What do you have for a hope when you die? They send me word, "He’s been in a serious accident;" or, "He’s been cut down, and he has just a little while, would you come and stand by his bed?" And I come, and I look into your face, and I say, "Do you have any hope? Do you have any hope?"
"Oh, preacher, yes, I’ve got money! I’ve got money. Oh preacher, yes. I’ve got twelve houses. Preacher, I own the biggest building in the city." Oh! Do you have any hope? And what a sweet song to say, "Pastor, yes, yes, yes, back yonder, don’t you remember? Back yonder, have you forgot? Do you remember the day that I gave my heart to Jesus, and you baptized me? Remember pastor? Remember?"
Whether I do or not would be immaterial. God never forgets. God never forgets. He remembers. That name, with the point of a diamond and adamantine is written in the Lamb’s Book of Life, and it stays there forever and ever. What Jesus has done for us.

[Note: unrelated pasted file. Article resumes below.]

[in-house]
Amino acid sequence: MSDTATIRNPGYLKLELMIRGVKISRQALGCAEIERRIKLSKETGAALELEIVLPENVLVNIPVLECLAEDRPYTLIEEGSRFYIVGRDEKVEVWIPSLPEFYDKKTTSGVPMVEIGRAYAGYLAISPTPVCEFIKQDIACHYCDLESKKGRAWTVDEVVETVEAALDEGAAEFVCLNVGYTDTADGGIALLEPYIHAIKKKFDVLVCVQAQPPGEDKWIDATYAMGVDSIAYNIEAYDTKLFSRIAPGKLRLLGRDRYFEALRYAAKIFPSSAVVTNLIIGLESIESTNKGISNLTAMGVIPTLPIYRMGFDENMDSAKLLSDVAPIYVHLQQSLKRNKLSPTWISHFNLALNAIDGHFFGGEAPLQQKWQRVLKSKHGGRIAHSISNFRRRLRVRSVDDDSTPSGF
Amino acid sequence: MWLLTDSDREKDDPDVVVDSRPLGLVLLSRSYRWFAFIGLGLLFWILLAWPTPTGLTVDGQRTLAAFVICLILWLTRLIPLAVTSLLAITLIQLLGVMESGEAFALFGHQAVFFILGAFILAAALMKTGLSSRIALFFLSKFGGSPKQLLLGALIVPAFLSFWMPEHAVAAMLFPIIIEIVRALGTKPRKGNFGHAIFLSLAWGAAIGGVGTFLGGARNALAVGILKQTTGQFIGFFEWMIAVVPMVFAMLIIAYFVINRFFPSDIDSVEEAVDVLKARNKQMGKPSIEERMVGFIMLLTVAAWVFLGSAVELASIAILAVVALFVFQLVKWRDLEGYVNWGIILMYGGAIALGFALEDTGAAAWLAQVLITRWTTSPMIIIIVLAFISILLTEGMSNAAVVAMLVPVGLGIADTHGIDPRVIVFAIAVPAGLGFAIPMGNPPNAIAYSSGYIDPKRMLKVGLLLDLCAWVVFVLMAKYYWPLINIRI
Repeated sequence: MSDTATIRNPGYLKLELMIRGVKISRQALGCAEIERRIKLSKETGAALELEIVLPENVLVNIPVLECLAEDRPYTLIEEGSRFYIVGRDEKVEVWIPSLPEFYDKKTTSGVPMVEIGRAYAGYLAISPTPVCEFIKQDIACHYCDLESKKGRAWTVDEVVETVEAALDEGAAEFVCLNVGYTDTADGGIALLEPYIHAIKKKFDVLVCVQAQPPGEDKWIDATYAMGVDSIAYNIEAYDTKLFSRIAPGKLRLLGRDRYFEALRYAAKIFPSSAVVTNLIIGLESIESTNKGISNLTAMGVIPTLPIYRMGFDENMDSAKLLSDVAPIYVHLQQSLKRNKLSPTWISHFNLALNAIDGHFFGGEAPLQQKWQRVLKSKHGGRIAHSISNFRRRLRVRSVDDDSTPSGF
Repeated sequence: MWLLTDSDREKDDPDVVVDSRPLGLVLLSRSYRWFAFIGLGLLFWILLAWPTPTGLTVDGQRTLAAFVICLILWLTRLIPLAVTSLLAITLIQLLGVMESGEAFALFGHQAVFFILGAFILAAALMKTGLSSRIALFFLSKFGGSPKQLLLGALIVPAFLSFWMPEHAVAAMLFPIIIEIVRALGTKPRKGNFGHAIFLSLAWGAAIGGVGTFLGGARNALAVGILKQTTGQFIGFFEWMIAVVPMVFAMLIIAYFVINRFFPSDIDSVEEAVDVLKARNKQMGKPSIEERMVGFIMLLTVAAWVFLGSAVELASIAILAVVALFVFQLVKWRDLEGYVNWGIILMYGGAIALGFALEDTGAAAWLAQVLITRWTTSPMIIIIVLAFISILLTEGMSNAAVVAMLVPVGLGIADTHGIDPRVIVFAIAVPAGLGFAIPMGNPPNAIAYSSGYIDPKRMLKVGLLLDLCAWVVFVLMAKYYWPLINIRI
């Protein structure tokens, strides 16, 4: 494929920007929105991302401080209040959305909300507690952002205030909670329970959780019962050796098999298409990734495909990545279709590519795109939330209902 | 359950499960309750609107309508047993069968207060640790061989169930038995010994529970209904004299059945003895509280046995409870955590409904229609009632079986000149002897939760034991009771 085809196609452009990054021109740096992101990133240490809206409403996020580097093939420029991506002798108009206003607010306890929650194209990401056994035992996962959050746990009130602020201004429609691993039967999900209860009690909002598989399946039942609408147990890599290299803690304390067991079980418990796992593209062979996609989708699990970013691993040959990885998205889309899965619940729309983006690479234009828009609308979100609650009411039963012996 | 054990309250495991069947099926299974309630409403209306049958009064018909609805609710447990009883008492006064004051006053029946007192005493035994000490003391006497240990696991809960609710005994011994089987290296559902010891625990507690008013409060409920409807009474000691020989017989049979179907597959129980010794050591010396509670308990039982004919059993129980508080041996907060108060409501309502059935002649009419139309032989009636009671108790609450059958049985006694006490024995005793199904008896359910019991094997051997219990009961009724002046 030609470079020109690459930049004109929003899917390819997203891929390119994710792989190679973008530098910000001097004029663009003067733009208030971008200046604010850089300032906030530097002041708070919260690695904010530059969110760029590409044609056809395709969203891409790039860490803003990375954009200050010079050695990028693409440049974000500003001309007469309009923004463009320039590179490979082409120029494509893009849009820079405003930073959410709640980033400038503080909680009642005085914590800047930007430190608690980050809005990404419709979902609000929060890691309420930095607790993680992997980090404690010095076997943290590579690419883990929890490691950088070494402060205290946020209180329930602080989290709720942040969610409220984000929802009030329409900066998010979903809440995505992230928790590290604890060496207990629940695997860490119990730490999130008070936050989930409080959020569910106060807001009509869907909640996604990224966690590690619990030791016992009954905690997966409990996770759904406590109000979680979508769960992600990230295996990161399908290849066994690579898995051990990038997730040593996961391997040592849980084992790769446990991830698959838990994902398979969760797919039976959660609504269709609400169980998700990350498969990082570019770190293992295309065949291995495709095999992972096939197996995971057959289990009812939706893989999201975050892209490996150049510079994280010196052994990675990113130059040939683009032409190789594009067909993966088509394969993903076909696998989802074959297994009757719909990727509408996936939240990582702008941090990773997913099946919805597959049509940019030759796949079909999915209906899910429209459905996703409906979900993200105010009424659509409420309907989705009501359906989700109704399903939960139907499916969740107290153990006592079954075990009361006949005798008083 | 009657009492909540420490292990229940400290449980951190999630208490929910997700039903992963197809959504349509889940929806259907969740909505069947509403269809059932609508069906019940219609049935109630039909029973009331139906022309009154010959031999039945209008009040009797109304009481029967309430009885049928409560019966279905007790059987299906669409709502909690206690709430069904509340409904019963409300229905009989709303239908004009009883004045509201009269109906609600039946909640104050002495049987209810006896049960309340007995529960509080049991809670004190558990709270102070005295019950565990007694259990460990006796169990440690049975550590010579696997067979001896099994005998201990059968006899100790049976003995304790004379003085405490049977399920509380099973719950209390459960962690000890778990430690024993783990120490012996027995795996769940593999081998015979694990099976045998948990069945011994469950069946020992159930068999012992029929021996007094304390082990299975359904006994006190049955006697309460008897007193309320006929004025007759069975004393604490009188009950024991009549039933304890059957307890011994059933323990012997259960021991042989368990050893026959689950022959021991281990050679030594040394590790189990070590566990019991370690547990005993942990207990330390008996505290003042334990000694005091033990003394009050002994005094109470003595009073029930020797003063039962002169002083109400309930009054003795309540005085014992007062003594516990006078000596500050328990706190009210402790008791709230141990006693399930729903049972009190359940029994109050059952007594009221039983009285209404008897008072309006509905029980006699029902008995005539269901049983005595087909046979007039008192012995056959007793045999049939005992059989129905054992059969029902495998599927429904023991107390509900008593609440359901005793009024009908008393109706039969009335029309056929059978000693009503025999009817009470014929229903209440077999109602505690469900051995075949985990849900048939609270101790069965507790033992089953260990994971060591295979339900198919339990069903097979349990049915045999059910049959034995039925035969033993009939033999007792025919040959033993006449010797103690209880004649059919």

Oh, this marvelous passage! He makes a new man out of us. Look at that fifteenth verse, "Making a new man." I haven’t time to enter into that, what God does for us, "We who one time were lost, without Christ, aliens, having no hope, without God in the world; but now, in Christ Jesus, through His blood, made nigh, made a new man." Look again, "Therefore, you are no more strangers and foreigners, aliens; but you are fellow citizens of the commonwealth of God."
Once we didn’t have an altar. Now we have an altar in heaven. Once we never had a sacrifice. Now we have a sacrifice: Jesus on the cross. Once we didn’t have a high priest. Now we have one that lives and intercedes forever. Once there was a veil between us and God. Now it is taken away and we can look into the Holy of holies, and there is the Mercy Seat of God.